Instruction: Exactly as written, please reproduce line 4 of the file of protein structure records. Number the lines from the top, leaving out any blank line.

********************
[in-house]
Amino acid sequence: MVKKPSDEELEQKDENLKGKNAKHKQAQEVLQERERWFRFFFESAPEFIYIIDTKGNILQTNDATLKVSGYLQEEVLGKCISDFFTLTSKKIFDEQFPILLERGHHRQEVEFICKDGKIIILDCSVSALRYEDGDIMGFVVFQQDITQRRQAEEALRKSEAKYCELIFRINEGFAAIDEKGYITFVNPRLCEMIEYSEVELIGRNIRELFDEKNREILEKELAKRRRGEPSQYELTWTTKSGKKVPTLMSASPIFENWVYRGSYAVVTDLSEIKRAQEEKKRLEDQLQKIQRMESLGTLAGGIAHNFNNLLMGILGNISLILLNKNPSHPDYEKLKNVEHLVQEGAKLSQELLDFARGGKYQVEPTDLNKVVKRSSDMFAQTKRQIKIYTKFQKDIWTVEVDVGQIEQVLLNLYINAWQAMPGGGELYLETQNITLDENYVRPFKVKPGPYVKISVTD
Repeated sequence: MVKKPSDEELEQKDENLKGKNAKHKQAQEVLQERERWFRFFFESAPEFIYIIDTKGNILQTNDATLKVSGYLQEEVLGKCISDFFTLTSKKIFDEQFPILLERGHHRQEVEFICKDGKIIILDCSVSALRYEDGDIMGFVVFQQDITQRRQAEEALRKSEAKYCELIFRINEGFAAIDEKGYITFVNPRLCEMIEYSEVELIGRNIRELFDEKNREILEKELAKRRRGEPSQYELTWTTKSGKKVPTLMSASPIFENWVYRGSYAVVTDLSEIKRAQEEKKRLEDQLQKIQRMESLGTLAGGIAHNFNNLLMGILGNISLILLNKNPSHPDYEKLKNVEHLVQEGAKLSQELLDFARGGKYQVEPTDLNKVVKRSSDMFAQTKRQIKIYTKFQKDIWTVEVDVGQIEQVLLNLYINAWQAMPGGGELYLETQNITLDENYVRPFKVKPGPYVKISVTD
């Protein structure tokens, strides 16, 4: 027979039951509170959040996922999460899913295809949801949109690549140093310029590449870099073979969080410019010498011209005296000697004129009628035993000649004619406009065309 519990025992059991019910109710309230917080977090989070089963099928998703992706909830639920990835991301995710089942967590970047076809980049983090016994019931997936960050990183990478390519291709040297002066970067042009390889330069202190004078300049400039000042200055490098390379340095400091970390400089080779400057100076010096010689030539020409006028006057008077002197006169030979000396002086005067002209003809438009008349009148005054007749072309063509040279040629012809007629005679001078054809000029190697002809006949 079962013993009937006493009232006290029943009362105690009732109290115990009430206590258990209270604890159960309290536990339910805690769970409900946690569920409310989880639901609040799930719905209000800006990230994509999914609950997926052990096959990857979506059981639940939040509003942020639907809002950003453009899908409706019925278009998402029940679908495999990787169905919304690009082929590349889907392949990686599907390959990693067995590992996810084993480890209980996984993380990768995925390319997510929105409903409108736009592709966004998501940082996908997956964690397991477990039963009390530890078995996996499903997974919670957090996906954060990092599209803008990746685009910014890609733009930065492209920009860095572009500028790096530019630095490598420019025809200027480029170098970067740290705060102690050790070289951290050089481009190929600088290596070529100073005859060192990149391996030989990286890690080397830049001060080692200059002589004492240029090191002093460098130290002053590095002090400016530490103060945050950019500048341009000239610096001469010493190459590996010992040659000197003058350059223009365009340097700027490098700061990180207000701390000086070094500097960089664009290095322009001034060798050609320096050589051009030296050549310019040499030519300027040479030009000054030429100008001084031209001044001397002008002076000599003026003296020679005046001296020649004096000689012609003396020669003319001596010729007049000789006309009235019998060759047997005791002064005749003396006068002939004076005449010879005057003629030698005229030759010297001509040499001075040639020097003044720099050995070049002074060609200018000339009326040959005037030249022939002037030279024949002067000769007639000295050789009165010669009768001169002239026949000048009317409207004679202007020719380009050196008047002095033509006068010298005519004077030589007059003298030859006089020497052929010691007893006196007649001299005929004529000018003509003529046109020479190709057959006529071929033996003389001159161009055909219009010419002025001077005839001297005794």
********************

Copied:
């Protein structure tokens, strides 16, 4: 027979039951509170959040996922999460899913295809949801949109690549140093310029590449870099073979969080410019010498011209005296000697004129009628035993000649004619406009065309 519990025992059991019910109710309230917080977090989070089963099928998703992706909830639920990835991301995710089942967590970047076809980049983090016994019931997936960050990183990478390519291709040297002066970067042009390889330069202190004078300049400039000042200055490098390379340095400091970390400089080779400057100076010096010689030539020409006028006057008077002197006169030979000396002086005067002209003809438009008349009148005054007749072309063509040279040629012809007629005679001078054809000029190697002809006949 079962013993009937006493009232006290029943009362105690009732109290115990009430206590258990209270604890159960309290536990339910805690769970409900946690569920409310989880639901609040799930719905209000800006990230994509999914609950997926052990096959990857979506059981639940939040509003942020639907809002950003453009899908409706019925278009998402029940679908495999990787169905919304690009082929590349889907392949990686599907390959990693067995590992996810084993480890209980996984993380990768995925390319997510929105409903409108736009592709966004998501940082996908997956964690397991477990039963009390530890078995996996499903997974919670957090996906954060990092599209803008990746685009910014890609733009930065492209920009860095572009500028790096530019630095490598420019025809200027480029170098970067740290705060102690050790070289951290050089481009190929600088290596070529100073005859060192990149391996030989990286890690080397830049001060080692200059002589004492240029090191002093460098130290002053590095002090400016530490103060945050950019500048341009000239610096001469010493190459590996010992040659000197003058350059223009365009340097700027490098700061990180207000701390000086070094500097960089664009290095322009001034060798050609320096050589051009030296050549310019040499030519300027040479030009000054030429100008001084031209001044001397002008002076000599003026003296020679005046001296020649004096000689012609003396020669003319001596010729007049000789006309009235019998060759047997005791002064005749003396006068002939004076005449010879005057003629030698005229030759010297001509040499001075040639020097003044720099050995070049002074060609200018000339009326040959005037030249022939002037030279024949002067000769007639000295050789009165010669009768001169002239026949000048009317409207004679202007020719380009050196008047002095033509006068010298005519004077030589007059003298030859006089020497052929010691007893006196007649001299005929004529000018003509003529046109020479190709057959006529071929033996003389001159161009055909219009010419002025001077005839001297005794």